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  1. I don't see what you're basing that intuition/assumption on. There is no equivalence theory to apply here - optics/ray angles don't change based on sensor size. The only impact on sensor size would be using a larger-format lens on a smaller sensor, where some of the rays are thus cropped (don't reach the image sensor), but that's not what we're speaking to here - the Voigtlander is a native lens.
  2. But we're talking about a native MFT lens (Voigtlander 17.5mm f/0.95), so the relative angle of incidence across the frame will be the same as a FF sensor with a native FF lens of a similarly scaled design.
  3. Vignetting is due to the angle of incidence of light reaching the pixels on a sensor and I can't think of any reason why a smaller sensor would have less oblique angles. In fact, the higher the pixel density the more likely vignetting is to occur. BSI sensors should be less prone to this but to my knowledge neither the G5 or G5s are BSI.
  4. The light-gathering ability wont be the same due to more pixel vignetting from the f/0.95 lens.
  5. horshack

    NX2 rumors

    The rumor sounds crazy, absolutely crazy, but would be awesome if true.
  6. The raws indicate a reduction in read noise rather than an increase in sensitivity. If sensitivity was increased the noise differential would be noticeable well below ISO 12,800. Btw, where did you get the 1.66 figure from?
  7. Dpreview just posted their GH5s review, which includes a full set of High ISO raw stills for their IQ comparison widget. Here are few comps I generated: GH5s vs GH5, ISO 6400, Low-Light, Normalized to Common Image Resolution GH5s vs GH5, ISO 12800, Low-Light Normalized to Common Image Resolution GH5s vs GH5, ISO 25600, Low-Light, Normalized to Common Image Resolution
  8. Regarding what actual low-light improvements have been made to the GH5s sensor (vs just video noise reduction), the best way to suss that out is to look at the raw stills performance compared to its predecessor. Any noise improvement in video which is not also demonstrated in stills performance can only be the result of noise reduction (presuming the predecessor's video processing didn't have its own faults/limitations, such as the need to sub-sample/skip lines due to limited readout performance, which the GH5 didn't have). With that said, here's a comparison from dpreview of the GH5s vs GH5 for ISO 1600 - they don't currently have higher ISOs depicted because they've only done ISO invariance testing so far. Dpreview ISO Invariance Widget, ISO 1600, Normalized to common image resolution And here's a comparison of the base ISO DR: Dpreview ISO Invariance Widget, Base ISO, Pushed +6EV, Normalized to common image resolution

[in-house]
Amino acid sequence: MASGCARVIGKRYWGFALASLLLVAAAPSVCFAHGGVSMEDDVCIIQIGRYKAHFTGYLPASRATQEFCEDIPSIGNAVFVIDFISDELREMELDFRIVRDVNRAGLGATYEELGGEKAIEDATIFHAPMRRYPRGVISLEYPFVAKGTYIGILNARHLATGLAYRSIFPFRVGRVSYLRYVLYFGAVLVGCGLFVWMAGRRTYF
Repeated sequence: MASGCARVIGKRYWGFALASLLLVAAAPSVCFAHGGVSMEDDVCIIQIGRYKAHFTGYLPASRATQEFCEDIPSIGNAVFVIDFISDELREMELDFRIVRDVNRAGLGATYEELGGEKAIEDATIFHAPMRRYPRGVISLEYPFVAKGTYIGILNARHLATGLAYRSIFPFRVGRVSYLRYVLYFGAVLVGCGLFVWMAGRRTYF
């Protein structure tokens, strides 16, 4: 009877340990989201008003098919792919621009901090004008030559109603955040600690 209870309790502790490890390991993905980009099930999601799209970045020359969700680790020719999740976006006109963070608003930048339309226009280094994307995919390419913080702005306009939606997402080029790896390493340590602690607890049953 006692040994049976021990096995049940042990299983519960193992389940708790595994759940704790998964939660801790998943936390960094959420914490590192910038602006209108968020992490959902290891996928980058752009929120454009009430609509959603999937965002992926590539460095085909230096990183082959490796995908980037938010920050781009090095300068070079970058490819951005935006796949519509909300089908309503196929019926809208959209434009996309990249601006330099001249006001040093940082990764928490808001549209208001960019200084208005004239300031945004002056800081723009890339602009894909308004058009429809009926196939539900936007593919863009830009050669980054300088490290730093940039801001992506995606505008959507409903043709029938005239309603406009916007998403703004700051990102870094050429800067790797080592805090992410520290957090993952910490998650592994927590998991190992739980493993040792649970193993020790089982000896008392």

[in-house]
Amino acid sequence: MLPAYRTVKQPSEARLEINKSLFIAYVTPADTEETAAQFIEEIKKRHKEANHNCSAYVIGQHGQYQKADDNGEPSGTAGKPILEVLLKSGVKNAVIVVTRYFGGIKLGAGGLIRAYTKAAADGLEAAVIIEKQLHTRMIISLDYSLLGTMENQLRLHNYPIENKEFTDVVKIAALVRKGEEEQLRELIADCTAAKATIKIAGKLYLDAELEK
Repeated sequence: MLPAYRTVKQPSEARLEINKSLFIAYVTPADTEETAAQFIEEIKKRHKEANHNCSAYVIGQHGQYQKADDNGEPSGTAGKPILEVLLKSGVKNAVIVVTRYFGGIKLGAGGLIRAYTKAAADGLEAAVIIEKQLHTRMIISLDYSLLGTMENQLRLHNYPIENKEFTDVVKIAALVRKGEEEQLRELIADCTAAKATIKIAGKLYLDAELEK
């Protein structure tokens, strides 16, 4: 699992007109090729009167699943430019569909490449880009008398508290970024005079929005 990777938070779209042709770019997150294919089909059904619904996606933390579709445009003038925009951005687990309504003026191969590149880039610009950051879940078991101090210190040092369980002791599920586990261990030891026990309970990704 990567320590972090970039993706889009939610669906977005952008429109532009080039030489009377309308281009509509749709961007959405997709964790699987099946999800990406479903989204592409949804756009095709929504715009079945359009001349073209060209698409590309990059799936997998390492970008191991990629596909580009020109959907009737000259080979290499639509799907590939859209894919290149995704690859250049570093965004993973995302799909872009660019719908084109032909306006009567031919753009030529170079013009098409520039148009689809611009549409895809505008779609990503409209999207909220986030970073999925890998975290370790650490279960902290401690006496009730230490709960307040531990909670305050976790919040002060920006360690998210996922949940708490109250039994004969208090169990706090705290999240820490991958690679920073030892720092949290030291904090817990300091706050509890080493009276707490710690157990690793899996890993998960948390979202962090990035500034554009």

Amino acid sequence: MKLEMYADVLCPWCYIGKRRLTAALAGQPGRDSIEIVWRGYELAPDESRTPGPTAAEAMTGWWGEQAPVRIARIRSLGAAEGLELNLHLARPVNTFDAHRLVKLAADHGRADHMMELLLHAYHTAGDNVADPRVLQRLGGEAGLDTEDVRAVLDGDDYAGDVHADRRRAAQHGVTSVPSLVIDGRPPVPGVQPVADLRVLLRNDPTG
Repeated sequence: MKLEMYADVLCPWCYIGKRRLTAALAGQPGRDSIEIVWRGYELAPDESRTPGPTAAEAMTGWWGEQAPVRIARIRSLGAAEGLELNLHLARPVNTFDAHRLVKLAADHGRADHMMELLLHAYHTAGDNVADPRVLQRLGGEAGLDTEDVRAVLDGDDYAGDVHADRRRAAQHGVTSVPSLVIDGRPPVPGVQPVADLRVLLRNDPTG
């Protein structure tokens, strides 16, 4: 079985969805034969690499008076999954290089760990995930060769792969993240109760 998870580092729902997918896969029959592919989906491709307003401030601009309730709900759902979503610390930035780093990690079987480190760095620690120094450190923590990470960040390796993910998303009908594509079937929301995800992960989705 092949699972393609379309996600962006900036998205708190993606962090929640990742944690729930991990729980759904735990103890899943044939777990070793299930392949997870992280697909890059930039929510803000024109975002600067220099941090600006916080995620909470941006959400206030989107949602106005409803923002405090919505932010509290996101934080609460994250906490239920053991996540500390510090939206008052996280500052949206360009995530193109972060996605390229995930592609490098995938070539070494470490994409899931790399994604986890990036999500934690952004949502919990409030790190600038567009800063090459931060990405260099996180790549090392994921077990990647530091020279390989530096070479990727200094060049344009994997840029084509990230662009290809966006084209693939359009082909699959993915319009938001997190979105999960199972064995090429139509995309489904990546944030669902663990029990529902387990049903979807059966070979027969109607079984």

9. It's because Sony read the sensor out at 1/15 in FF mode on the A7rII, which isn't fast enough to support video frame rates, so it employed line skipping, which throws out both light-gathering ability and sharpness as well (soft video). On the A7rIII Sony reads out the sensor at 1/30, which is fast enough to support video frame rates without needing to toss out rows.
  10. The Sony A7R III has a 42MP sensor vs just 10MP for the GH5S which makes the similar low light performance in 4K video quite mind-bending. How did Sony manage it? Temporal Noise reduction most likely. And that would be from Panasonic's ASIC processing of the video rather than a property of the sensor itself.
  11. Andrew, in the video you demonstrated the Canon 35mm f/2 IS with the Metabones (AF sucked). Did you try that Canon with the MC-11 as well?
  12. Every ISO has a conversion gain, including base ISO. If you read back over Jim's post you'll see him calculate the theoretical conversion gain for "base" ISO 100 on the A7rII.
  13. Jim and I converse all the time. The explanation you quoted from Jim doesn't have direct relevance to the discussion because "dual native ISO" isn't what the name implies - and btw there's no such thing as "native ISO" since conversion gain happens at all ISO levels. Again, it's simply Pany's name for the Aptina technology, which is a dual-gain configuration and has been implemented in multiple sensors prior to the GH5s, from both Sony (A7s, A7rII, A7rIII) and Nikon (D4 and forward). "Dual gain" has been around for a while but it's not implemented in that many cameras, at least those using APS-C and larger sensors. Nikon first implemented on their sensor starting with the D4, and Sony with the A7s. Btw, gain is applied at all ISOs, including base ISO.
  14. Sony has had "dual native ISO" in their sensors going back to the A7s, and it's in the A7r II and A7r III as well. It's a pretty mature technology and was invented by Aptina - you can read the original white paper on it here: http://www.photonstophotos.net/Aptina/DR-Pix_WhitePaper.pdf
  15. The stills performance yields what the sensor's true capabilities are in terms of noise. Video is that same stills noise performance, at least for full-sampled sensors like the GH5/A7s, plus any downsampling for the lower-res modes like HD (which still matches still performance just ideally downsampled, as one would do in PS). The only way video can outperform its equivalent stills performance on a given sensor is with noise reduction, which comes at the expense of detail, and which can be achieved in post-processing from any sensor, just slower because even a GPU can't match the performance of a specialized image processing ASIC in cameras. I suspect Panasonic is doing temporal NR, which is why the locked-down shots without motion look so good.
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